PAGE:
This week we chose data about police violence. It’s not a happy dataset but it is a very important one. The organisation Mapping Police Violence has data on every shooting in the US in 2015. The original article and charts can be found here.
Things I liked about the original charts:
- I found the formatting simple and striking
- I liked the simple approach to showing the data.
- They callout the key departments they are telling the story about (departments which shot only black people last year)
Things I didn’t like:
- The bar chart has vertical labels – I don’t like turning my head!
- They split the number of deaths and the rate of deaths into 2 separate charts.
- The warning symbol for departments that killed only black people didn’t appeal to me as a clean visual indicator.
For my makeover, I wanted to stay true to their intention: a clean list, showing just the numbers. There’s power in these numbers which don’t need elaboration. I turned the rate of killings into a bar, as that’s simply the best way to show magnitude of a measure.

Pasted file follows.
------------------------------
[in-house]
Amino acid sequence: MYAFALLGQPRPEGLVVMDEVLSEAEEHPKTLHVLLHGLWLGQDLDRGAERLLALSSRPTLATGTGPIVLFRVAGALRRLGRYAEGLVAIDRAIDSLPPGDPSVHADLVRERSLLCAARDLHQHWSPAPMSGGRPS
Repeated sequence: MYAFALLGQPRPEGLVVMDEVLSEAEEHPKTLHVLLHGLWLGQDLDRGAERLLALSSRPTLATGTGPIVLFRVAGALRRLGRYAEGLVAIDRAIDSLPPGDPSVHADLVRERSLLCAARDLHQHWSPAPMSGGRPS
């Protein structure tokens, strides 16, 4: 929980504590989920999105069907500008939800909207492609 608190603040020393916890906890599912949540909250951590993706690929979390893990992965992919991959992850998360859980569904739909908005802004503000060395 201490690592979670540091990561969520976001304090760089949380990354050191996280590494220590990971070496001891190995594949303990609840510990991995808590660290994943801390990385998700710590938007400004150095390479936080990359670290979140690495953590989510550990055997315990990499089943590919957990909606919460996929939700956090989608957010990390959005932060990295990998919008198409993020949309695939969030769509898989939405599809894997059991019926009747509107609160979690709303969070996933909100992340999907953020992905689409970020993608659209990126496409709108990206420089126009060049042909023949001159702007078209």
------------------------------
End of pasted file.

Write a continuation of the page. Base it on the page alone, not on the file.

I added the number of deaths as a sized circle at the left of the bar. I toyed with just adding the number, but it was hard to identify what that number meant. I also put the labels inside the circle. I wanted to imply the magnitude of what these big numbers mean: people killed.
I took the same colour scheme as Mapping Police Violence for my own chart.
In the original, the commentary to the chart is placed on the right hand side of the chart. Since I chose to use a sorted bar chart, I have lots of white space on the middle and lower right of the chart. I added the commentary there in order to make good use of this blank space.